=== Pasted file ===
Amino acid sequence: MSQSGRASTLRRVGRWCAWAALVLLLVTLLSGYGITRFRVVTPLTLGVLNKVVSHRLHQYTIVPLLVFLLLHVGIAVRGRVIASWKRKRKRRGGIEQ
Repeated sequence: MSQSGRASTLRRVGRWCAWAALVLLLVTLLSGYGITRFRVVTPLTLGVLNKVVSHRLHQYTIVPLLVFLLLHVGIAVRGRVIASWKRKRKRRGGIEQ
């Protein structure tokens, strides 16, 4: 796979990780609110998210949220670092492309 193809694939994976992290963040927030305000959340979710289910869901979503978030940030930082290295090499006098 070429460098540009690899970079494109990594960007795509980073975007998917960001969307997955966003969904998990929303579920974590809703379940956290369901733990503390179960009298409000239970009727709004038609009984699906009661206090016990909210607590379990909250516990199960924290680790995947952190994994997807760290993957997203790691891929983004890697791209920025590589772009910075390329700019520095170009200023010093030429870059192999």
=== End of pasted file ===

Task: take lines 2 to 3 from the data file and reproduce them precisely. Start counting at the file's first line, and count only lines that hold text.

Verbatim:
Repeated sequence: MSQSGRASTLRRVGRWCAWAALVLLLVTLLSGYGITRFRVVTPLTLGVLNKVVSHRLHQYTIVPLLVFLLLHVGIAVRGRVIASWKRKRKRRGGIEQ
């Protein structure tokens, strides 16, 4: 796979990780609110998210949220670092492309 193809694939994976992290963040927030305000959340979710289910869901979503978030940030930082290295090499006098 070429460098540009690899970079494109990594960007795509980073975007998917960001969307997955966003969904998990929303579920974590809703379940956290369901733990503390179960009298409000239970009727709004038609009984699906009661206090016990909210607590379990909250516990199960924290680790995947952190994994997807760290993957997203790691891929983004890697791209920025590589772009910075390329700019520095170009200023010093030429870059192999």